Spark Arena was transformed into the Auckland pub scene of 1979 as punters of all ages poured into the 5 iconic bars replicated around the base and drank DB from plastic jugs and wobbled and gyrated and fell and swooned as memories were made and memories came back.
Backed by The Sound and from the desk of Brent Eccles, the biggest pub gig in the world didn’t lack pretension right from the first note from Brent trickled out a few short weeks ago. And the cut-down Spark arena was almost full but not too full that you couldn’t get a beer or three and a glass of wine but no shots (and whoever treated Jamesons as a shot?) but never mind even pubs had rules and no doubt back in the day shots were allowed and shots were fired, but still the punters came to pay homage to the bands who made themselves and their audiences happy back in the day at the Windsor Castle and the Gluepot and other prestigious pisspot watering holes.
Hammond Gamble opened the proceedings and made us remember that he is probably the best blues guitarist in the country and could well be considered New Zealand’s John Mayall, except he has never been as ruthless and single minded as Mayall needed to be to continually refresh his band and shrug and sigh and recover when the talent moved on. But who knew that Brent Eccles used to be in Street Talk with Hammond? Tonight’s Hammond Gamble Band were just brilliant and tight and we don’t hear Chicago blues like this very often plus a touch of Sam Cook thrown in and it was short but sweet and warming plus it sounded great, even in a pub.
Hello Sailor arguably ran out of wind when Dave McCartney (2013) then Graham Brazier died in 2015. But they persevered with the Hello Sailor 40th anniversary tour in 2015 with Harry Lyon, original drummer Rick Ball, new guitarist Jimmy Taylor, and Paul Woolright. Did you know? Did you know that Rick Ball and Paul Woolright were part of legendary early 70’s band Ticket? They were the greatest thing during my University days, along with guitarist Eddie Hansen. So, here they are with the keyboard player who is also well known but not to me and already played with Hammond Gamble. They get right in to “New Tattoo” and the audience is rapt. But somehow the spark is not as strong or maybe the sound is unkind. Harry Lyon does a masterful job covering all the vocals for his old mates and Jimmy Taylor cavorts like Keith Richards or Ron would and plays a very mean guitar, but the sails are not billowing as they once did. Not to worry, we get “Gutter Black” and we get “Blue Lady” and the crowd is ecstatic and the beer flows. It’s pub rock, and it was never perfect.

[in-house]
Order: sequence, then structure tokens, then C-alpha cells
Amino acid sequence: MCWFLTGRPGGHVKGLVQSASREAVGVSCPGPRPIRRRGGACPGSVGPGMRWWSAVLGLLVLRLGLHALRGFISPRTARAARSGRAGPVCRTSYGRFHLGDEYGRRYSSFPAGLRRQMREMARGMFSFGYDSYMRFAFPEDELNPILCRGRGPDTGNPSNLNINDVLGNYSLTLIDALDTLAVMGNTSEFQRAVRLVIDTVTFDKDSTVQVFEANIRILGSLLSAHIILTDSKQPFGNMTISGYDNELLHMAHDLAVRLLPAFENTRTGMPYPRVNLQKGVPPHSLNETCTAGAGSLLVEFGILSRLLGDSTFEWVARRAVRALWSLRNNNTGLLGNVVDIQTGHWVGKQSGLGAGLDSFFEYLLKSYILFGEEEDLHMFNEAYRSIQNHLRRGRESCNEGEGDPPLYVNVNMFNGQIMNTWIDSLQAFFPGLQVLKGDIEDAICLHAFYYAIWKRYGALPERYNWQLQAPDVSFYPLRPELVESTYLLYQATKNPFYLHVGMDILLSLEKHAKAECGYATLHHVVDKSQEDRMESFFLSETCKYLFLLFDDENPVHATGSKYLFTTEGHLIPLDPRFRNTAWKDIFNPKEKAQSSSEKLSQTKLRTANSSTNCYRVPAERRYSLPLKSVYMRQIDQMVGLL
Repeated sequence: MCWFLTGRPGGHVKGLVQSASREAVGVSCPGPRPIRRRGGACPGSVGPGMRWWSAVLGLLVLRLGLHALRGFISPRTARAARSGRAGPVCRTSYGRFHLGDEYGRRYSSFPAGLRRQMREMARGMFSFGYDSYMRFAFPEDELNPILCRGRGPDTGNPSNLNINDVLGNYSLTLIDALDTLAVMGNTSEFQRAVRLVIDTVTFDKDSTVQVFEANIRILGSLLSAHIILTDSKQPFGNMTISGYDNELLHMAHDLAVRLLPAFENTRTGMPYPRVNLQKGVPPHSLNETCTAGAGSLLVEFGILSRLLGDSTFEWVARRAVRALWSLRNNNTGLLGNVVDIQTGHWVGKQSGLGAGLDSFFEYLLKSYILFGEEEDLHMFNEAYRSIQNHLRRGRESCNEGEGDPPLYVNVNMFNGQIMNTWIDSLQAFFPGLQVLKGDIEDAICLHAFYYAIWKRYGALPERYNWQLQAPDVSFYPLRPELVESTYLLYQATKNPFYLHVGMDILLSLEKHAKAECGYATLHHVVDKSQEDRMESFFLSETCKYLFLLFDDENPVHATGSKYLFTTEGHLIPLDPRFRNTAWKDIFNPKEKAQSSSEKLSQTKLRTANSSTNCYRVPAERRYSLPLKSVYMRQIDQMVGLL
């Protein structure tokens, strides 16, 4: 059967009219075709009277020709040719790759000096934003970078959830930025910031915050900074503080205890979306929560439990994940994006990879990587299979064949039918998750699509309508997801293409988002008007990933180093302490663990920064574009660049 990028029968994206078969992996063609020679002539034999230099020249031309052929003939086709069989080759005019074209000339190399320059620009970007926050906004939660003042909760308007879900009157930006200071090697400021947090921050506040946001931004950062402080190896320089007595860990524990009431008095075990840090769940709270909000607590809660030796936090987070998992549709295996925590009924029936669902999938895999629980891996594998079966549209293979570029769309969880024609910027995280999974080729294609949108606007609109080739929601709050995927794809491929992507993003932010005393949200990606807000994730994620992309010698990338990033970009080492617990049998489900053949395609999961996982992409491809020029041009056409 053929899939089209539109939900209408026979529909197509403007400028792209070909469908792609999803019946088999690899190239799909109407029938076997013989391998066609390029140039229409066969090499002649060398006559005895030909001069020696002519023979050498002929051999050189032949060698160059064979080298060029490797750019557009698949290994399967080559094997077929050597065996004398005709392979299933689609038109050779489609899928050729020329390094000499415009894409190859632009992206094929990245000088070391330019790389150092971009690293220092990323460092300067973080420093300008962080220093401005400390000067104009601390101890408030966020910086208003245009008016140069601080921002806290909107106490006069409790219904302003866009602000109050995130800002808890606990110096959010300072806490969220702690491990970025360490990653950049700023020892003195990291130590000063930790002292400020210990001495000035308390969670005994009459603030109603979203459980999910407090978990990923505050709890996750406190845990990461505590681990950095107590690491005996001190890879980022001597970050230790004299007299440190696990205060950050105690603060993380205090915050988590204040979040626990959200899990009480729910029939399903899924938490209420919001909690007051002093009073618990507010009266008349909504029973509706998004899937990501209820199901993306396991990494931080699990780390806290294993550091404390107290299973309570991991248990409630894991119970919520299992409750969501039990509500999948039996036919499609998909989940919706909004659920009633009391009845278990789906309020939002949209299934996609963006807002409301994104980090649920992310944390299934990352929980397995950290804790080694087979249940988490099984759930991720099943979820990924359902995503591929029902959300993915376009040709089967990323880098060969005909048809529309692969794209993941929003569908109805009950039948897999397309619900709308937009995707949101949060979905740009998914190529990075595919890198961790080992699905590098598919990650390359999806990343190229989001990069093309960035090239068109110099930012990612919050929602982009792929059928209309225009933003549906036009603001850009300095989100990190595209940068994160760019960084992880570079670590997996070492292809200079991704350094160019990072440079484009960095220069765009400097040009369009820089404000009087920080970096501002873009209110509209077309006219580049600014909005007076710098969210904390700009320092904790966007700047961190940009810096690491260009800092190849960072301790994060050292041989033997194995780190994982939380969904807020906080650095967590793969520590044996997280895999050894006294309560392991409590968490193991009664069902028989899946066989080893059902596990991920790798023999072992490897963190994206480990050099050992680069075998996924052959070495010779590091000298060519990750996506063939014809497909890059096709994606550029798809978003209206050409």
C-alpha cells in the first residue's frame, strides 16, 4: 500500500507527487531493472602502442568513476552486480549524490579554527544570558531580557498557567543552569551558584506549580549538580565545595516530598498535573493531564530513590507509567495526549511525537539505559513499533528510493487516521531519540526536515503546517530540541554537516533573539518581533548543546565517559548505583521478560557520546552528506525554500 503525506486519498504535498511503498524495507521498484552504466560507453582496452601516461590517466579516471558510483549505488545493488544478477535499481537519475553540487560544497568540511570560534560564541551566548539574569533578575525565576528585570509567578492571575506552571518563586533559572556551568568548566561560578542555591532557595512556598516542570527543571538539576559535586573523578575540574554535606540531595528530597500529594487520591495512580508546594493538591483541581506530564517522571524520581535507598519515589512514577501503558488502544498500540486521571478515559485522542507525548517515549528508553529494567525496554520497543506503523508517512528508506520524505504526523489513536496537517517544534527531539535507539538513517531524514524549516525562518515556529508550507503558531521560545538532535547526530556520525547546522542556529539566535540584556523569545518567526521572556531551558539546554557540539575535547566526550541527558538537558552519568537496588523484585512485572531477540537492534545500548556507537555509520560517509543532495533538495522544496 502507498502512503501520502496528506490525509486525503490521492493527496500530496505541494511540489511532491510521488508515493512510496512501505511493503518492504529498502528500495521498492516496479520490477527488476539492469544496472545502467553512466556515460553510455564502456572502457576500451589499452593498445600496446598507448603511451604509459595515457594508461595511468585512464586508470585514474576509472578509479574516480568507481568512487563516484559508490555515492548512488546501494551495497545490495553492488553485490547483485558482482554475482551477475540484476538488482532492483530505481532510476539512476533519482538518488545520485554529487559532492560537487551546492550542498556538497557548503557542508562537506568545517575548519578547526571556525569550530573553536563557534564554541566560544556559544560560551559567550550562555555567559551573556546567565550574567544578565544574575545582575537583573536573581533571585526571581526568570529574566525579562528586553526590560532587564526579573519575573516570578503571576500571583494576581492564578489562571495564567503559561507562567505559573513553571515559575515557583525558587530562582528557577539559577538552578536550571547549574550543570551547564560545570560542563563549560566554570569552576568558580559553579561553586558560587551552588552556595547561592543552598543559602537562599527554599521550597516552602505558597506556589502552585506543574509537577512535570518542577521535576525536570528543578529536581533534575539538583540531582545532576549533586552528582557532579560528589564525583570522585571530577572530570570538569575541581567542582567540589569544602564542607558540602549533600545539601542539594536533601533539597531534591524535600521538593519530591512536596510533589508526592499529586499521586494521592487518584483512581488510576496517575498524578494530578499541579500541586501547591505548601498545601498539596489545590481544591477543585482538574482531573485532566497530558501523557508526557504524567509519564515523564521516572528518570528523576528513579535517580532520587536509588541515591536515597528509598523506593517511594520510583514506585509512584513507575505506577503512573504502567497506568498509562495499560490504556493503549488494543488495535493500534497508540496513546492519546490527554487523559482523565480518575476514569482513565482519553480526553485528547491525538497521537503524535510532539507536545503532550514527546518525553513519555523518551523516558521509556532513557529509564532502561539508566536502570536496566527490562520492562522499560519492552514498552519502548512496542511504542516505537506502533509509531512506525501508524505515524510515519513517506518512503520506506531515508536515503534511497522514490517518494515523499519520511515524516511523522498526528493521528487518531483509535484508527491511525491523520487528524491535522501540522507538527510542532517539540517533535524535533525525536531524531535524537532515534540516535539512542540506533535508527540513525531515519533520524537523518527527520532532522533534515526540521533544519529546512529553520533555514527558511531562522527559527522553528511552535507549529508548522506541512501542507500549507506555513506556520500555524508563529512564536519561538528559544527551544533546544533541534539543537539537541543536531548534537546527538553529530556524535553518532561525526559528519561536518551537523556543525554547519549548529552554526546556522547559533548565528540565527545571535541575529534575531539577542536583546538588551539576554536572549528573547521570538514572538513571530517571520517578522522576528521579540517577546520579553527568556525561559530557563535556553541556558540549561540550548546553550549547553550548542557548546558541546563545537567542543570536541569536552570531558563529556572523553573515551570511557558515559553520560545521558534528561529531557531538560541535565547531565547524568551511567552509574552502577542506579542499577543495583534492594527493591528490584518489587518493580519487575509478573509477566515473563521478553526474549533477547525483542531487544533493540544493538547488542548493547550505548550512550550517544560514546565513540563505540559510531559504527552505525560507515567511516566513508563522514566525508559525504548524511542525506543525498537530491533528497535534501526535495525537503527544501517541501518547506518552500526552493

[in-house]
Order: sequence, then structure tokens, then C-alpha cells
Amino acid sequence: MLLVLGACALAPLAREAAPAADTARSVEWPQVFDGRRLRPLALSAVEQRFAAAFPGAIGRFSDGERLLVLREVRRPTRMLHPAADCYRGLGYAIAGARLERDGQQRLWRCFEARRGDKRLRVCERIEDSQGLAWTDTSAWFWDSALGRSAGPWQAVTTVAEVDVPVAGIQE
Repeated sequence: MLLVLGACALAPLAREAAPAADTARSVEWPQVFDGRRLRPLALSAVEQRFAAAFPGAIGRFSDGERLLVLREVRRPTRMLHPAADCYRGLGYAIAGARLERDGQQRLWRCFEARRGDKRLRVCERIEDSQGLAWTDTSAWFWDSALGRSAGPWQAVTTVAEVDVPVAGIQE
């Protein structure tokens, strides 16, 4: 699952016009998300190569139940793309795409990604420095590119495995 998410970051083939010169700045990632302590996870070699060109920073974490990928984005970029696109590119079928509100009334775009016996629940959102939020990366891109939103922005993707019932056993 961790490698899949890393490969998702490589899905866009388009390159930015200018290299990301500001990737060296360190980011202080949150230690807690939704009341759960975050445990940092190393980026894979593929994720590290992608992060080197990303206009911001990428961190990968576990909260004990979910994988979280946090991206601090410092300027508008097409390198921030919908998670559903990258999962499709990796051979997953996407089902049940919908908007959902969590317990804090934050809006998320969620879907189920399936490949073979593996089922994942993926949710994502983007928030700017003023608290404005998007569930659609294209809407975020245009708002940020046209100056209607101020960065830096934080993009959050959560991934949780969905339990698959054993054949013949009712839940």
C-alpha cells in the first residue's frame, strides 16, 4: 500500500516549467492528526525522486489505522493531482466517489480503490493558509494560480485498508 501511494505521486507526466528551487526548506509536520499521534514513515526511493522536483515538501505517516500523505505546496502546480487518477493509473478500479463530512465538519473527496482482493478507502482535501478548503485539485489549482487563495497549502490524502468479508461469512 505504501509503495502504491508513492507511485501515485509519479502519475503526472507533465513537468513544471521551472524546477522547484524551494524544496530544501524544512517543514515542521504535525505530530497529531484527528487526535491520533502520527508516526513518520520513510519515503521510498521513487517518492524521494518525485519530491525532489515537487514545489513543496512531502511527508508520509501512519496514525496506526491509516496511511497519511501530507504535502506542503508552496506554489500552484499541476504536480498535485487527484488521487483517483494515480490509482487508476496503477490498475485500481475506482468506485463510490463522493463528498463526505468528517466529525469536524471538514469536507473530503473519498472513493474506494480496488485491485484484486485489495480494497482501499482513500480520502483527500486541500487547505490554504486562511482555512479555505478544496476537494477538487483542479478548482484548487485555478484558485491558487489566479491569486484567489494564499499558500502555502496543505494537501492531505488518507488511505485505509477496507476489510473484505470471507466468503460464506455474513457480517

Citizen Band was hard work for Brent Eccles. Hard to convince, according to his letter. But somehow he won them over, and the four originals are back together tonight for the first time since a one off reunion in 2015 which was the first time since 1979ish. New Zealand’s first supergroup, and here is Brent Eccles, our intrepid promoter, revealing himself to me as a member of both Citizen Band and Space Waltz, along with guitarist Greg Clark. Everyday is a school day! Split Enz’s first split involved brothers Mike and Geoff Chunn who started the Chunn Brothers which became Citizen Band. Was there a watch company involved? Yes, according to my seated neighbour but that may be fake news.